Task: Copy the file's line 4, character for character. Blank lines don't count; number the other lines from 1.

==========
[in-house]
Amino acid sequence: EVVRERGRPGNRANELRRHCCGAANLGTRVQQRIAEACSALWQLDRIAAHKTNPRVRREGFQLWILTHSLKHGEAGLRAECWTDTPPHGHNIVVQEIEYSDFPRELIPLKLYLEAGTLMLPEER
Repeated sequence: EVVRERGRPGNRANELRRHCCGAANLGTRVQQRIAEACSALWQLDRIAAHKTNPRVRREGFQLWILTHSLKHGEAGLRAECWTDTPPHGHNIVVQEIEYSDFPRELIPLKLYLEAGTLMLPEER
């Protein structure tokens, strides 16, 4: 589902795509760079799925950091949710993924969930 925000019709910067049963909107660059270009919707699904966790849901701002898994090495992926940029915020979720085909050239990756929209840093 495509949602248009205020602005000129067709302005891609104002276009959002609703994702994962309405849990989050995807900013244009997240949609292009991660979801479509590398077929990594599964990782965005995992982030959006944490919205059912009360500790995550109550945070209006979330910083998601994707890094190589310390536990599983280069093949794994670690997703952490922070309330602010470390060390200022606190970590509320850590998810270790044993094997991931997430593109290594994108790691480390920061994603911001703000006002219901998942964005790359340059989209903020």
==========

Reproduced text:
């Protein structure tokens, strides 16, 4: 589902795509760079799925950091949710993924969930 925000019709910067049963909107660059270009919707699904966790849901701002898994090495992926940029915020979720085909050239990756929209840093 495509949602248009205020602005000129067709302005891609104002276009959002609703994702994962309405849990989050995807900013244009997240949609292009991660979801479509590398077929990594599964990782965005995992982030959006944490919205059912009360500790995550109550945070209006979330910083998601994707890094190589310390536990599983280069093949794994670690997703952490922070309330602010470390060390200022606190970590509320850590998810270790044993094997991931997430593109290594994108790691480390920061994603911001703000006002219901998942964005790359340059989209903020």